Feb. 25--The Asian Development Bank (ADB) said on Sunday it will provide a $3.6- million grant to support 20 private sector businesses in Asia, "targeting poor and low-income communities."
"Economic growth has been high in Asia but that hasn't trickled down to improve living standards of the poorest in most countries," said Armin Bauer, ADB Regional and Sustainable Development Department economist.
"Private companies are only now slowly recognizing that poor and low-income groups are a huge market for goods and services, and a good source of employees and talent," he added.
The ADB said that the companies granted the fund will develop business models that would focus on "inclusive businesses," where poor living on less than $3 a day would be able to benefit. An estimated 60 percent of Asia's population live in slum areas.
According to the ADB, the $3.6-million grant is co-funded by the government of Sweden, international finance firm Credit Suisse, World Business Council for Sustainable Development, as well as French, German and inter-American development banks.
"Inclusive business is a new development area for many donors. We want to be instrumental in helping ADB move into this important field," said Maja Forslind, Private Sector program manager for Asia at the Embassy of Sweden in Bangkok.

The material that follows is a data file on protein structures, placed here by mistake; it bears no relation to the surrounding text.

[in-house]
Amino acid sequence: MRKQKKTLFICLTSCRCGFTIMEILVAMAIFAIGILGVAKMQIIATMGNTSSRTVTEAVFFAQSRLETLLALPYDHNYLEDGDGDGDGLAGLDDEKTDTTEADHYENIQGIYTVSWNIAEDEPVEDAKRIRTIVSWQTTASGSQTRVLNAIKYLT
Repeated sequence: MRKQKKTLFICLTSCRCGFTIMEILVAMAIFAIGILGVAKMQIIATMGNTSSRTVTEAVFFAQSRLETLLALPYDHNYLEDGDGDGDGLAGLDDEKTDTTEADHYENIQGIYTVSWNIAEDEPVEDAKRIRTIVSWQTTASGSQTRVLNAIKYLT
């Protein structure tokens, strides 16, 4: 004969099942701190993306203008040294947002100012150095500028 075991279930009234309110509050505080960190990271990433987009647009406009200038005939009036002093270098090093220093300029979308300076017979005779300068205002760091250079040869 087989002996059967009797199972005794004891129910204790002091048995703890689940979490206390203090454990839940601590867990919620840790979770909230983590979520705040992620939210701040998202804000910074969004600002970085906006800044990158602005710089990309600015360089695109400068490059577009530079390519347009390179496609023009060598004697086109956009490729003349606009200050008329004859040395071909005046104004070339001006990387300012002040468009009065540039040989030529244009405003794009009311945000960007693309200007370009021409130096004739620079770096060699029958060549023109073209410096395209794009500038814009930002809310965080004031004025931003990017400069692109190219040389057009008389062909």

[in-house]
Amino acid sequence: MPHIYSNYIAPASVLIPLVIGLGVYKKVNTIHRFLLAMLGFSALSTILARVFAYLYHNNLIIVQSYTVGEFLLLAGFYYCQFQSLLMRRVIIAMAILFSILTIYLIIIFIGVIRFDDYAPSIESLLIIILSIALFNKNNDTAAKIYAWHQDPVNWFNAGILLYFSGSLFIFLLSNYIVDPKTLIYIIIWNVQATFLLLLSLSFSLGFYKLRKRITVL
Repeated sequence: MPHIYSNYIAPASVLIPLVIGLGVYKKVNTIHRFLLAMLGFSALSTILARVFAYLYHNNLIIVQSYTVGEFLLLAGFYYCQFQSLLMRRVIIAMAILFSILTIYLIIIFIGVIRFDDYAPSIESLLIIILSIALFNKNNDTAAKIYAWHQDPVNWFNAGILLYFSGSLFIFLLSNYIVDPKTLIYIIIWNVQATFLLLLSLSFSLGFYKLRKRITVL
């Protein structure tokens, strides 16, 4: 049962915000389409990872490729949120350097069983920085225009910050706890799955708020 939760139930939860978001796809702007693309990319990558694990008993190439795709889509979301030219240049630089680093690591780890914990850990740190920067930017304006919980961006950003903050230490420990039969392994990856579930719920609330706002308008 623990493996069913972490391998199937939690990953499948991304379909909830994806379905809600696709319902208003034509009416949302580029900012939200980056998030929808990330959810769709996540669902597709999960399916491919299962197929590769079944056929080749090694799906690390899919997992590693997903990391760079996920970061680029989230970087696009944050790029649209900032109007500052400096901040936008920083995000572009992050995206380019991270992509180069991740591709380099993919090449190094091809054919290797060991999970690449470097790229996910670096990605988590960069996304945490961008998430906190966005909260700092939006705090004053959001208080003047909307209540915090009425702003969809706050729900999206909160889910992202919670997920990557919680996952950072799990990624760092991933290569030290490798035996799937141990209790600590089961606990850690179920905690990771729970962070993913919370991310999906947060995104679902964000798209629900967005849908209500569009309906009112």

Other than their financial contribution, Credit Suisse will also deploy staff as a part of its Global Citizens Program for the next three years up to 2017 to provide specialization in business expertise for low- income communities.
"In addition to our philanthropic giving and allowing our clients to get involved via impact investing products, we believe that there is also a great opportunity to harness our core business competencies by providing the expertise of our staff to tackle development challenges and build inclusive business models," said Manuel Rybach, global head of Corporate Citizenship and Foundations at Credit Suisse.
Support for PH business
In the Philippine setting, the $3.6-million fund would also support Department of Trade and Industry-Board of Investments' inclusive business accreditation.
The ADB also plans to approve a major loan that would cater to job generation in rural areas through private sector initiatives.
Besides the $3.6million release, the ADB advisory board also discussed and planned the multilateral's activities for the year, which would include cacao production programs in the Philippines, spice production in Cambodia and India, and a water project in China.
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